After you’ve created your prospective donor list, you need to have a solid grasp on what kind of contribution you’re actually looking for. Are you interested in only monetary donations? Are you looking for product donations like equipment, supplies, or a gift card? Or do you need volunteers and other services that donors could help with? It’s possible that you were only initially interested in monetary donations, but if a business is willing to donate products that you can sell or services or equipment that you would have otherwise had to pay for, you might want to reconsider your ask.
It’s also possible that a business might initially only be able to offer product or service donations, but establishing that relationship with them now might mean possible cash donations later on, once they see the success of your collaboration.
If you’re going to seek out the support of a business, you need to think like one. A transaction between an organization and a business is actually a business transaction, of sorts, so the more you can understand why they’d want to work with you, the easier the conversation will be with them when you schedule a meeting.
A local community business may be looking to reach more customers, so you’ll need to show them your current reach, and your ability to help them achieve that goal. It’s possible that collaboration with your organization may help them improve their image and appearance to members of the community. How would you go about showcasing this benefit in a way that helps the collaboration become a reality?
Timing is also important – if a local organization has already budgeted their planned giving for the year, your donation letter might hit at a time when they can only make a small donation, but establishing that relationship could still lead to more charitable giving in the future.
It’s also possible that the business is looking to provide their employees with a meaningful experience, whether it’s something that they offer their employees as a benefit, or as a way to improve their team building. Perhaps they could attend your fundraising event as a team-building activity for their employees.
There’s no “wrong answer” for the “why.” You’ll just want to be sure that you’re clear on what the businesses you are approaching might want to get out of their charitable donation and partnership with your organization so that you can ensure your fundraising effort needs to align with their wants.
Learn more about how to manage all of your fundraising efforts on one digital platform, and sign up for your free Livingtree Give account today!
As you think about seeking out donations for your organization, the way you write your donation message can be the difference it takes to turn a potential donor into an actual donor. While it can be challenging to come up with creative donation message ideas, the communication you send can build the connection between your target audience and the important work that you’re doing.
When you compose your next communication, be it emails, bulletins, or mailers, consider these six helpful donation message ideas that are sure to inspire your writing.
Make It Personal
The more personal you can make your communication with your potential donors, the more likely they are to relate to your message and make the connection to your organization. This starts with simple donation message ideas like using your potential donor’s first name, and even mentioning specifics about how they came to be on your mailing list.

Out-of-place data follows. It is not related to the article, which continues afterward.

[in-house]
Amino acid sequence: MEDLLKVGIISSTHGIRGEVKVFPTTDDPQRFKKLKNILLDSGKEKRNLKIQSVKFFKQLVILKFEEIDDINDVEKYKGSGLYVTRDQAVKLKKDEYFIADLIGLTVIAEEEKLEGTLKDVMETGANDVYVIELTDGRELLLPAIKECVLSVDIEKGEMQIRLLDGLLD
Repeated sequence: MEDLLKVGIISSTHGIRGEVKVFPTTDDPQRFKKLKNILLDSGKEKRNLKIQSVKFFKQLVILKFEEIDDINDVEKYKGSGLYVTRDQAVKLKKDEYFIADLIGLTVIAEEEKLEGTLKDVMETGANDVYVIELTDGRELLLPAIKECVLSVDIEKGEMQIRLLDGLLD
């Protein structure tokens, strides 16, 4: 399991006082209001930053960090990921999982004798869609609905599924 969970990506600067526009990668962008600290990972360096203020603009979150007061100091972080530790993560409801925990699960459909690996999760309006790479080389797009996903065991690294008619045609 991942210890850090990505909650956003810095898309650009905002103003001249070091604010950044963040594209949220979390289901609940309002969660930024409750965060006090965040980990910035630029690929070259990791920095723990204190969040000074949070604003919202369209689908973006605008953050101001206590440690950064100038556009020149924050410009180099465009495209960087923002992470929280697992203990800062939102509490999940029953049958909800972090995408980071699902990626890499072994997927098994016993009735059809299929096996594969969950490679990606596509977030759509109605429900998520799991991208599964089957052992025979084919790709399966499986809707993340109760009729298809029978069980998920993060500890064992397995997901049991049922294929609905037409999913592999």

Fortunately, there are features you might be able to use that will help create separate lists for people who signed up online, made a previous donation, or attended an event, just to name a few. Utilizing that specific copy in your emails or mailers can help make a potential donor feel more important. For example – show your appreciation to those people who have made a previous generous donation with a “thank you” message in your current donation request letter.
But it’s not just information about the donor you should consider making more personal. Adding personal touches like an actual signature from your Director or staff member, or even sharing a bit about yourself in the opening or closing, are both great ways to customize your message and help create that much-needed connection donors need. If you feel comfortable, a photo of your director or even your entire team is a personal touch that can go a very long way in putting a face to the work that you’re doing.
Tell Your Story
Whether you’re sharing the story of why your organization was founded or just a small, personal anecdote of why you might be sending out this particular communication, potential donors like to hear the “why” behind the work that you are doing. When it comes to great donation message ideas, sharing why this fundraising idea is important to you can help people make the decision to give. Your story can help find personal connections, which can make a potential donor more apt to support your cause.
And if you’re able to segment out your lists, you can share a different story for each, that’s more relatable to that specific group of people. As you’ve probably already experienced, different parts of your story are appealing to different types of people, so be sure to consider that approach when you create your message.
Know Your Audience
You’ll definitely want your fundraising letters to appeal to the specific audience you’re trying to reach. Think about their demographic information, like age or location, and consider those details when you’re writing your email or direct mail mailer.